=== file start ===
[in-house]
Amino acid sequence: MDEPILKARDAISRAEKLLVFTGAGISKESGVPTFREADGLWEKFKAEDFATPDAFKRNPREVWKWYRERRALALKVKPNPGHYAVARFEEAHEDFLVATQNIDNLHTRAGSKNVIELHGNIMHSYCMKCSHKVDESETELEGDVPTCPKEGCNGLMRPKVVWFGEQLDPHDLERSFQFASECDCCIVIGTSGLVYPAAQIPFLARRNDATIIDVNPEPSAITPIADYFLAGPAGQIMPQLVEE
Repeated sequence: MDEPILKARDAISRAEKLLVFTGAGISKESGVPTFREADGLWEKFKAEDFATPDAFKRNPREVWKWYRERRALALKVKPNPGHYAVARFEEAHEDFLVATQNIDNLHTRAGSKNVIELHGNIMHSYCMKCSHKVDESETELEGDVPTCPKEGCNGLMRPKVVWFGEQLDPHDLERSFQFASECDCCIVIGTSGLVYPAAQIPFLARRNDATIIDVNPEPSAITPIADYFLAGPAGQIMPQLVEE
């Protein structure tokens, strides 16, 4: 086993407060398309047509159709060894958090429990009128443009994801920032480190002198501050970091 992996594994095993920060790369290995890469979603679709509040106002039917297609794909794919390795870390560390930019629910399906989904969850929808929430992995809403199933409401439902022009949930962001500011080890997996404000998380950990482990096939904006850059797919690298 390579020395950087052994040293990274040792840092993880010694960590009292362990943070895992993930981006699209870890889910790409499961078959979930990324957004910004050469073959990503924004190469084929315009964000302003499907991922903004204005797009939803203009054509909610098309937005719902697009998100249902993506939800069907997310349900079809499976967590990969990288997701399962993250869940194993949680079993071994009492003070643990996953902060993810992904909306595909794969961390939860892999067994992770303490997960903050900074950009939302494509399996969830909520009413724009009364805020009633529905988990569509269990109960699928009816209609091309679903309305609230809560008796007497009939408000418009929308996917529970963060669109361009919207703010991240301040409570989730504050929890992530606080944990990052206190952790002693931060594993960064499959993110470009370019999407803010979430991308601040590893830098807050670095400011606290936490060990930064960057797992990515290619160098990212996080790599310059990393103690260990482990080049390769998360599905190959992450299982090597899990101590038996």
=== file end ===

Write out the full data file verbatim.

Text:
[in-house]
Amino acid sequence: MDEPILKARDAISRAEKLLVFTGAGISKESGVPTFREADGLWEKFKAEDFATPDAFKRNPREVWKWYRERRALALKVKPNPGHYAVARFEEAHEDFLVATQNIDNLHTRAGSKNVIELHGNIMHSYCMKCSHKVDESETELEGDVPTCPKEGCNGLMRPKVVWFGEQLDPHDLERSFQFASECDCCIVIGTSGLVYPAAQIPFLARRNDATIIDVNPEPSAITPIADYFLAGPAGQIMPQLVEE
Repeated sequence: MDEPILKARDAISRAEKLLVFTGAGISKESGVPTFREADGLWEKFKAEDFATPDAFKRNPREVWKWYRERRALALKVKPNPGHYAVARFEEAHEDFLVATQNIDNLHTRAGSKNVIELHGNIMHSYCMKCSHKVDESETELEGDVPTCPKEGCNGLMRPKVVWFGEQLDPHDLERSFQFASECDCCIVIGTSGLVYPAAQIPFLARRNDATIIDVNPEPSAITPIADYFLAGPAGQIMPQLVEE
């Protein structure tokens, strides 16, 4: 086993407060398309047509159709060894958090429990009128443009994801920032480190002198501050970091 992996594994095993920060790369290995890469979603679709509040106002039917297609794909794919390795870390560390930019629910399906989904969850929808929430992995809403199933409401439902022009949930962001500011080890997996404000998380950990482990096939904006850059797919690298 390579020395950087052994040293990274040792840092993880010694960590009292362990943070895992993930981006699209870890889910790409499961078959979930990324957004910004050469073959990503924004190469084929315009964000302003499907991922903004204005797009939803203009054509909610098309937005719902697009998100249902993506939800069907997310349900079809499976967590990969990288997701399962993250869940194993949680079993071994009492003070643990996953902060993810992904909306595909794969961390939860892999067994992770303490997960903050900074950009939302494509399996969830909520009413724009009364805020009633529905988990569509269990109960699928009816209609091309679903309305609230809560008796007497009939408000418009929308996917529970963060669109361009919207703010991240301040409570989730504050929890992530606080944990990052206190952790002693931060594993960064499959993110470009370019999407803010979430991308601040590893830098807050670095400011606290936490060990930064960057797992990515290619160098990212996080790599310059990393103690260990482990080049390769998360599905190959992450299982090597899990101590038996």